The church bells were ringing for morning service as Mr. Vickers, who had been for a stroll with Mr. William Russell and a couple of ferrets, returned home to breakfast. Contrary to custom, the small front room and the kitchen were both empty, and breakfast, with the exception of a cold herring and the bitter remains of a pot of tea, had been cleared away.
"I've known men afore now," murmured Mr. Vickers, eyeing the herring disdainfully, "as would take it by the tail and smack'em acrost the face with it."
He cut himself a slice of bread, and, pouring out a cup of cold tea, began his meal, ever and anon stopping to listen, with a puzzled face, to a continuous squeaking overhead. It sounded like several pairs of new boots all squeaking at once, but Mr. Vickers, who was a reasonable man and past the age of self-deception, sought for a more probable cause.
A particularly aggressive squeak detached itself from the others and sounded on the stairs. The resemblance to the noise made by new boots was stronger than ever. It was new boots. The door opened, and Mr. Vickers, with a slice of bread arrested half-way to his mouth, sat gazing in astonishment at Charles Vickers, clad for the first time in his life in new raiment from top to toe. Ere he could voice inquiries, an avalanche of squeaks descended the stairs, and the rest of the children, all smartly clad, with Selina bringing up the rear, burst into the room.
"What is it?" demanded Mr. Vickers, in a voice husky with astonishment; "a bean-feast?"
Miss Vickers, who was doing up a glove which possessed more buttons than his own waistcoat, looked up and eyed him calmly. "New clothes—and not before they wanted'em," she replied, tartly.
"New clothes?" repeated her father, in a scandalized voice. "Where'd they get'em?"
"Shop," said his daughter, briefly.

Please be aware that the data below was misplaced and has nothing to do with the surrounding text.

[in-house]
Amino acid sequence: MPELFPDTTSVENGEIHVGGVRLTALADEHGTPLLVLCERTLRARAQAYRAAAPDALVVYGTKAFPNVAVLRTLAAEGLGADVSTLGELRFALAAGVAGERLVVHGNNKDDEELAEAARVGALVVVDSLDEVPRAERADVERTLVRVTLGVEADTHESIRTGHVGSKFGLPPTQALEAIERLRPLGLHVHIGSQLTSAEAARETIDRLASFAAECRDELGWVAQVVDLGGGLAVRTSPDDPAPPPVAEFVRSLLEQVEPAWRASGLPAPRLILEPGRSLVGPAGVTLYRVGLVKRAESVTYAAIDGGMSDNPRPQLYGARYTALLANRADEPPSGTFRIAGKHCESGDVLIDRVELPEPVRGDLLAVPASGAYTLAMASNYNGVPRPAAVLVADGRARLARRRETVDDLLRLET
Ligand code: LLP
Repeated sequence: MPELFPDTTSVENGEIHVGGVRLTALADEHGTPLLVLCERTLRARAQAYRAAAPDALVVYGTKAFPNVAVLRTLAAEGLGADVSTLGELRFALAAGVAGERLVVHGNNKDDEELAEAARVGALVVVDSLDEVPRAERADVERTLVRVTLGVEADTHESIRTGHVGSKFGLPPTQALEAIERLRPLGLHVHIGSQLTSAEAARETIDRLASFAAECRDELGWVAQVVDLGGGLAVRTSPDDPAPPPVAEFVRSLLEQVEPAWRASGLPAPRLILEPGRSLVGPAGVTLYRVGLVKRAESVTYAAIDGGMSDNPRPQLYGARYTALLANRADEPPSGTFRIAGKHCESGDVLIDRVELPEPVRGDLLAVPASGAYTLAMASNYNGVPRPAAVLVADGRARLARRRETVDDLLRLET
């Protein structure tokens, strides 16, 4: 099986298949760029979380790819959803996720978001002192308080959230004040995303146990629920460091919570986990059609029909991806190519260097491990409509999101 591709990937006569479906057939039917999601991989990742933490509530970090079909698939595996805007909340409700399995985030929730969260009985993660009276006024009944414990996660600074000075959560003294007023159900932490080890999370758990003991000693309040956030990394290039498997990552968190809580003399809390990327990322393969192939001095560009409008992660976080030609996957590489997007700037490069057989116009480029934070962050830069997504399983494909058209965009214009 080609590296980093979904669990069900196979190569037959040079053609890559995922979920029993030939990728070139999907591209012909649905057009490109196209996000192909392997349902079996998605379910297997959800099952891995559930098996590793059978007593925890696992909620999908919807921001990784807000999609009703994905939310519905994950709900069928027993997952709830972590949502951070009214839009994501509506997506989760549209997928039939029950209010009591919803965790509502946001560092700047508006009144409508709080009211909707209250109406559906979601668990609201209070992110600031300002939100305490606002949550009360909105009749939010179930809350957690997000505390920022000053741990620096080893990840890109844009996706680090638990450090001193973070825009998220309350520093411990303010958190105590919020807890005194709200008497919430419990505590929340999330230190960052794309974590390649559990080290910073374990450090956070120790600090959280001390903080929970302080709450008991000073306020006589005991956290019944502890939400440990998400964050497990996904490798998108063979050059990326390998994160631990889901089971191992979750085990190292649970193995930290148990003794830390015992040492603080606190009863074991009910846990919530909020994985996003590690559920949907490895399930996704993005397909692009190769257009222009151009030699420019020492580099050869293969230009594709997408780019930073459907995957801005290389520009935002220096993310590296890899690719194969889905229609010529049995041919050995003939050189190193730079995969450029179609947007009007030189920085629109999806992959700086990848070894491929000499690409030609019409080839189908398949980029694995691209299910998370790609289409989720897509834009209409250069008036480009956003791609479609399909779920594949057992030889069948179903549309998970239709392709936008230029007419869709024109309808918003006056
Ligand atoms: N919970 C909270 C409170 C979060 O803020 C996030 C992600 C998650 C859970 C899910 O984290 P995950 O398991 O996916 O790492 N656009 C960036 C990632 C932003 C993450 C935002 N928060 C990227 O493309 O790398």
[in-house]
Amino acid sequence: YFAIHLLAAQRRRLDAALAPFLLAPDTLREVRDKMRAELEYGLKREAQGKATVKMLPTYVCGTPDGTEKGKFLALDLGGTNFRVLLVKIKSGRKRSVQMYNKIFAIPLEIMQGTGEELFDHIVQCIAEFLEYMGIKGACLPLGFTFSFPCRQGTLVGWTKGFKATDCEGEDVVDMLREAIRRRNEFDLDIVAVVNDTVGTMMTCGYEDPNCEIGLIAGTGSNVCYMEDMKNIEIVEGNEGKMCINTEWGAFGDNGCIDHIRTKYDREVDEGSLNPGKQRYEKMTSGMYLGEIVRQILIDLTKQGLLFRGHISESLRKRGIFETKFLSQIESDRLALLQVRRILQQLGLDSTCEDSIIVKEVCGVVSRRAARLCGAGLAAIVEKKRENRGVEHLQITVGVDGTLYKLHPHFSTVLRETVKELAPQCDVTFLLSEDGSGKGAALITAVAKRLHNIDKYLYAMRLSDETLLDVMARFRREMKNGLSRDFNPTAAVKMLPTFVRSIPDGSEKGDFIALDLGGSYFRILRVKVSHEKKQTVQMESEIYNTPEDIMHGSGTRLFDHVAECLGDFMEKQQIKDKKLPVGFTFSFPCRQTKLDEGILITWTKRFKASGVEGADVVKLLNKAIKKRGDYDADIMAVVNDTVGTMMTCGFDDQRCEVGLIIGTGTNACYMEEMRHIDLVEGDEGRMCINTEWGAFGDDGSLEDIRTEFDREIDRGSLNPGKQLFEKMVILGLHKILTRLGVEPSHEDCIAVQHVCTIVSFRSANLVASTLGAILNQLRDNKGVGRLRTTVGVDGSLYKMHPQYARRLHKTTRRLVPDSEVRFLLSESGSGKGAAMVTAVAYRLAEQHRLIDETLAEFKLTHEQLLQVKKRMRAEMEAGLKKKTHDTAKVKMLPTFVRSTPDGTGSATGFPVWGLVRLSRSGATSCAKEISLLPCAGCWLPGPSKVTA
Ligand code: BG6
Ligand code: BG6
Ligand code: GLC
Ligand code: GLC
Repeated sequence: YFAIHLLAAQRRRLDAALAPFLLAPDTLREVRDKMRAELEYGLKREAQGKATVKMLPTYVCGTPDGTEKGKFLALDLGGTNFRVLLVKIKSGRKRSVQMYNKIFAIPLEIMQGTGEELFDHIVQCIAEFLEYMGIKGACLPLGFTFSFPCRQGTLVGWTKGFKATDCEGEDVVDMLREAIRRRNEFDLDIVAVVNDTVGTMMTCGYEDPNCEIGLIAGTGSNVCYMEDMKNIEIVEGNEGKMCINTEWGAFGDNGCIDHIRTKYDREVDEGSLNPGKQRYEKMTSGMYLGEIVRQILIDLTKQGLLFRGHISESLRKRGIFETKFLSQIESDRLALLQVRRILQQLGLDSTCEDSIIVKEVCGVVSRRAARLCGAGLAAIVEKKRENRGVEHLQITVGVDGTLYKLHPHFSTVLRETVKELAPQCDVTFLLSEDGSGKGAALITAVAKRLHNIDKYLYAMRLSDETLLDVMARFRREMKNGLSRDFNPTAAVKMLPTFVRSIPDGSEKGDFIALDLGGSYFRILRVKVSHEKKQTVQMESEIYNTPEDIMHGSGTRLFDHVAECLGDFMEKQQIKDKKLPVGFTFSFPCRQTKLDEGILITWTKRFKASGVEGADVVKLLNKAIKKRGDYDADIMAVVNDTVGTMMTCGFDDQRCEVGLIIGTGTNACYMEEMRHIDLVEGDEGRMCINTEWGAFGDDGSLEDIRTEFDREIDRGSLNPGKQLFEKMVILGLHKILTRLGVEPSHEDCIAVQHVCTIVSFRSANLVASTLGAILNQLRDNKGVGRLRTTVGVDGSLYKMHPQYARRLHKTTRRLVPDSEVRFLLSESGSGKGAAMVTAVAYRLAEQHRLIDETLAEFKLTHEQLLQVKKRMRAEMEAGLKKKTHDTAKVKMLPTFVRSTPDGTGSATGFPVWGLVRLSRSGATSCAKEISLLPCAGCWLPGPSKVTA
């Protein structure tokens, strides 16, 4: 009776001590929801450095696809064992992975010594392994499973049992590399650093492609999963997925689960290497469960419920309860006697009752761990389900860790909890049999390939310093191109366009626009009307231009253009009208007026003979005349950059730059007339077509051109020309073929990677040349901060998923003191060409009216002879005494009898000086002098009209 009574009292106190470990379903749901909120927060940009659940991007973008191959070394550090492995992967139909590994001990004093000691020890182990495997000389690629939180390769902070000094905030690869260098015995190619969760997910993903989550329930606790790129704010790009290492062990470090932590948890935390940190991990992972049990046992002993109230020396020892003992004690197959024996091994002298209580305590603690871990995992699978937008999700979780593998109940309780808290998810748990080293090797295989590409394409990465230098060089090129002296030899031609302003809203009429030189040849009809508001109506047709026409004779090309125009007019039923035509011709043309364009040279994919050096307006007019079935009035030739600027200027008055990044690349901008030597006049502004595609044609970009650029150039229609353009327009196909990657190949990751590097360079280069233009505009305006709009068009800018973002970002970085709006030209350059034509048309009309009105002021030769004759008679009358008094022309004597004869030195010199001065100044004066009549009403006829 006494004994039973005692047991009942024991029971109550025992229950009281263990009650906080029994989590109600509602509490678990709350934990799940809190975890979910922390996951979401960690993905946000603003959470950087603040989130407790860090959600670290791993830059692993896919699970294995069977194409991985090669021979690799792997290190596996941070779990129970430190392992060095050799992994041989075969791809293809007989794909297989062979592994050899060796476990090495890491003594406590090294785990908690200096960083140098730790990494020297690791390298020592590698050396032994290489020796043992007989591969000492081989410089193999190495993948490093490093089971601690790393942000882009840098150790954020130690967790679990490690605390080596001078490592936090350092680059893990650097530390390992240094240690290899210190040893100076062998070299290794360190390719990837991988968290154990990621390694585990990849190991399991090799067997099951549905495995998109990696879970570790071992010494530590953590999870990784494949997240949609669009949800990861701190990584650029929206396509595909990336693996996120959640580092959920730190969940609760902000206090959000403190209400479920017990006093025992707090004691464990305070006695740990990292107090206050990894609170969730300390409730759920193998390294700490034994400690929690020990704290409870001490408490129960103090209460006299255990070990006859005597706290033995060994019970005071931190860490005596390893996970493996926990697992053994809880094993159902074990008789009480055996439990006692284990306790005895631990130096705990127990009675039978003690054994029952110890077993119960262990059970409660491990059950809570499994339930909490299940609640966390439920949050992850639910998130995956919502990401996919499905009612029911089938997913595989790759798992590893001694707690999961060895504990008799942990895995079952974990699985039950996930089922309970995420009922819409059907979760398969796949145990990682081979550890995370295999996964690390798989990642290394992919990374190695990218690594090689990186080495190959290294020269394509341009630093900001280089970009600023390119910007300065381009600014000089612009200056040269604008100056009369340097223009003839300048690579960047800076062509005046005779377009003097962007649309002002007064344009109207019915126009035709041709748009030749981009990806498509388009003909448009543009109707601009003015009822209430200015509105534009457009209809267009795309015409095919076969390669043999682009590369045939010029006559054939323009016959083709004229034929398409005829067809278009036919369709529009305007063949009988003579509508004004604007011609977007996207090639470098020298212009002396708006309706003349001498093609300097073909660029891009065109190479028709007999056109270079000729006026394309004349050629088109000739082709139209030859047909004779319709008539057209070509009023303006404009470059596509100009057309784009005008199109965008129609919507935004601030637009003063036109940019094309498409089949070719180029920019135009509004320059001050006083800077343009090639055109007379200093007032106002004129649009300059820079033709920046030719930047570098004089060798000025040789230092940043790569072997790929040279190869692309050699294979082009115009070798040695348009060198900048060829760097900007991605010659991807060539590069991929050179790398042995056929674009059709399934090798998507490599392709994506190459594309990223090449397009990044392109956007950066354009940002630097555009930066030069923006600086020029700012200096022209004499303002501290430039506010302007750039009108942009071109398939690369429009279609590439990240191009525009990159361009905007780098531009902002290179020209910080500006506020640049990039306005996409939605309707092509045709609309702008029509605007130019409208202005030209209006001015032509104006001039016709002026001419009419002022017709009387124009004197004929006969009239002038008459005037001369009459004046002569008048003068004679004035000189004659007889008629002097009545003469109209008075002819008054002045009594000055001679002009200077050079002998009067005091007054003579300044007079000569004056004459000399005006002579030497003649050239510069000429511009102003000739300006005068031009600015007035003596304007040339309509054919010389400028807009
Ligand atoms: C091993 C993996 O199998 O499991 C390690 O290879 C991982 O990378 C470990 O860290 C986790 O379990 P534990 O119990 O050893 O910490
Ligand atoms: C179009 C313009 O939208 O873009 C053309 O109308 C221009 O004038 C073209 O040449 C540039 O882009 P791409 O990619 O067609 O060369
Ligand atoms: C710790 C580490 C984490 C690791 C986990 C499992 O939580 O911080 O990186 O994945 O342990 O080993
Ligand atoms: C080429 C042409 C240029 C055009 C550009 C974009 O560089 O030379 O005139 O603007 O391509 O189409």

Mr. Vickers rose and, approaching his offspring, inspected them with the same interest that he would have bestowed upon a wax-works. A certain stiffness of pose combined with the glassy stare which met his gaze helped to favour the illusion.
"For once in their lives they're respectable," said Selina, regarding them with moist eyes. "Soap and water they've always had, bless'em, but you've never seen'em dressed like this before."
Before Mr. Vickers could frame a reply a squeaking which put all the others in the shade sounded from above. It crossed the floor on hurried excursions to different parts of the room, and then, hesitating for a moment at the head of the stairs, came slowly and ponderously down until Mrs. Vickers, looking somewhat nervous, stood revealed before her expectant husband. In scornful surprise he gazed at a blue cloth dress, a black velvet cape trimmed with bugles, and a bonnet so aggressively new that it had not yet accommodated itself to Mrs. Vickers's style of hair-dressing.
"Go on!" he breathed. "Go on! Don't mind me. What, you—you—you're not going to church?"
Mrs. Vickers glanced at the books in her hand—also new—and trembled.
"And why not?" demanded Selina. "Why shouldn't we?"
Mr. Vickers took another amazed glance round and his brow darkened.
"Where did you get the money?" he inquired.
"Saved it," said his daughter, reddening despite herself.
"Saved it?" repeated the justly-astonished Mr. Vickers. "Saved it? Ah! out of my money; out of the money I toil and moil for—out of the money that ought to be spent on food. No wonder you're always complaining that it ain't enough. I won't 'ave it, d'ye hear? I'll have my rights; I'll——"
"Don't make so much noise," said his daughter, who was stooping down to ease one of Mrs. Vickers's boots. "You would have fours, mother, and I told you what it would be."
"He said that I ought to wear threes by rights," said Mrs. Vickers; "I used to."